November 28, 2017 - 3:57 pm
Updated November 28, 2017 - 7:13 pm
After hearing almost three hours of mostly negative public comments on Tuesday, Nevada’s Department of Education delayed passing a regulation outlining how school districts should treat gender diverse students.
A 2017 anti-bullying law requires districts to establish policies and training for school personnel addressing “the rights and needs of persons with diverse gender identities or expressions.” The Department of Education is responsible for developing a regulation for districts that includes some requirements for them to incorporate in their policies.
A large contingent of parents turned out Tuesday, filling the boardroom on Maryland Parkway and two on-site overflow rooms and attending via videoconferencing from Carson City. More than 50 speakers made public comments, with many telling State Superintendent Steve Canavero that forcing their children to comply with the regulation went against their Christian values.
“They are now going to be bullied because of my Christian beliefs,” said Sara Ramirez, who identified herself as a mother of public school students.
A number of parents also urged the state to wait until the Clark County School District completes ongoing work on its own transgender policy.
In part because of the outpouring of public comment and in part because of the county process, Canavero said he would not be moving the regulation forward to the state Legislative Commission for final approval.
‘We heard you’
“We heard you. We appreciate your voice,” Canavero said. “I also appreciate the manner in which folks expressed their beliefs. I think this should be an example of how we continue to move forward in this discussion.”
It was not immediately clear when the state will reconsider the regulation and whether it will make changes as a result of concerns voiced Tuesday.
The proposed regulation would require districts to allow students to have their preferred name used during graduation and other ceremonies; would allow students to pick the cap and gown combination appropriate to their gender identity; and would generally require districts to take steps to prevent discrimination, harassment, bullying and cyber-bullying of transgender students.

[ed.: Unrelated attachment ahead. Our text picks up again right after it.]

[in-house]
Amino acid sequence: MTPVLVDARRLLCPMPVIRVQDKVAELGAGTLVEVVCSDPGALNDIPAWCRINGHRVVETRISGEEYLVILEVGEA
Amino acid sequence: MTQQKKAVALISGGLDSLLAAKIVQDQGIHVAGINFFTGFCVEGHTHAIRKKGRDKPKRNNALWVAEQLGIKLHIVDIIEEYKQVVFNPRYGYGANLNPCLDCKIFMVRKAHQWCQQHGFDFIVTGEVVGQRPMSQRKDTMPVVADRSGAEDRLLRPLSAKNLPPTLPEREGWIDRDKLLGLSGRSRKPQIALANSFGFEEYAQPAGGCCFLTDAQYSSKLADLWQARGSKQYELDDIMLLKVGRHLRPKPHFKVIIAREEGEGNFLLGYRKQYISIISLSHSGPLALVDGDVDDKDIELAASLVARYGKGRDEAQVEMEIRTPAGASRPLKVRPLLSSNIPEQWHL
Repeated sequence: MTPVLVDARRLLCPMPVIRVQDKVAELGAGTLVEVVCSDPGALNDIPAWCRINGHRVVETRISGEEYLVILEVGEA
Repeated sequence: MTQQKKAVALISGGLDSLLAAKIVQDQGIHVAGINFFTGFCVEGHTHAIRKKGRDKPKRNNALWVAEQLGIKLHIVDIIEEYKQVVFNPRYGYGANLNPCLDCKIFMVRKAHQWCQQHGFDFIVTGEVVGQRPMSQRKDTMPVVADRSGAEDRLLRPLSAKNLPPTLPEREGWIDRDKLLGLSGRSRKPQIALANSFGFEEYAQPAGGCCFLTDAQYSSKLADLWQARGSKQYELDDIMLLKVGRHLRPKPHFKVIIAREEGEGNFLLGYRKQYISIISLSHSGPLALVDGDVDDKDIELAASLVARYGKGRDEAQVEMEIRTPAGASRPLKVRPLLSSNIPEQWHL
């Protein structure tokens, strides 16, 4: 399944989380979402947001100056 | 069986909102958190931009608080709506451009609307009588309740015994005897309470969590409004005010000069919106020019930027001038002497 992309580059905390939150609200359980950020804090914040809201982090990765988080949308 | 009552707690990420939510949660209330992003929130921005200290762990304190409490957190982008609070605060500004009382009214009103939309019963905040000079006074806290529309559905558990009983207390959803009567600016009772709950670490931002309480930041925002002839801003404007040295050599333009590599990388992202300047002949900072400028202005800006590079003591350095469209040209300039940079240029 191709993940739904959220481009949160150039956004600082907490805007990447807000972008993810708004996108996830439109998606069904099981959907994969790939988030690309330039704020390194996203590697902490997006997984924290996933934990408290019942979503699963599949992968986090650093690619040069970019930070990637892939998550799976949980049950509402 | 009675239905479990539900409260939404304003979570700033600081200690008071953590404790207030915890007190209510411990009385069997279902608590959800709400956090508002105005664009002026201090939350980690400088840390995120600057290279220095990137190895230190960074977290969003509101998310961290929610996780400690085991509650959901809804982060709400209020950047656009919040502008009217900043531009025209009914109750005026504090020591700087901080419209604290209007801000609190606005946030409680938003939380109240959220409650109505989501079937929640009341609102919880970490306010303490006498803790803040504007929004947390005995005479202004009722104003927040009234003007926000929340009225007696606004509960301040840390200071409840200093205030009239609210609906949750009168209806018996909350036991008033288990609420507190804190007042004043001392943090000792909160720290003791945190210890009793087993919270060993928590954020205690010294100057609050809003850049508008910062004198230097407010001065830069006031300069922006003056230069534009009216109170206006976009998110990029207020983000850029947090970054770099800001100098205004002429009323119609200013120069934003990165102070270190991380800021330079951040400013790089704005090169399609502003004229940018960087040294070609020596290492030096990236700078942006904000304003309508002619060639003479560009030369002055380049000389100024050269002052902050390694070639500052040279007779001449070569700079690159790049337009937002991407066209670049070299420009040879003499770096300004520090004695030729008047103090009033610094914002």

“The language is meant to support the safety and privacy of sex gender diverse students and their families,” said Amber Reid, a state Department of Education official who has worked on the policy.
Despite concerns raised by some speakers, the policy is not intended to punish students who use the wrong name or pronoun for students, Reid said.
Many parents complained they had just found out about the meeting Monday and said many other parents had wanted to speak but weren’t able to make arrangements to attend.
Reid noted that the state also held a workshop on the policy in July.
The majority of speakers were adults who identified either as parents or educators, but a few students came forward to voice their opinions.
Transgender student Kristina Hernandez said the policy is necessary.
“I would urge you to remember that without policies kids like me will continue to suffer in silence,” she said. Hernandez is a former Clark County School District student who said she is now home-schooled because of violence she suffered as a result of her gender identity.
But Erick Ruiz, a ninth-grade student at Odyssey Charter High School, said the policy would hurt students and hurt families.
“A boy is a boy and a girl is a girl. It does not promote moral values, rather it corrupts them,” he said.
In the summer, Clark County School District created a working group to create a draft policy in response to the new law.
The district has five upcoming workshops on the policy, which many parents mentioned. The next meeting is Friday at Durango High School at 9:30 a.m. Meetings continue into the next week and the schedule can be found on CCSD’s website.
The district is also planning to conduct a survey on the policy as well, spokeswoman Kirsten Searer said.
After the public meetings, a recommendation will be made to Superintendent Pat Skorwkowsky who will then bring it to the School Board for a vote.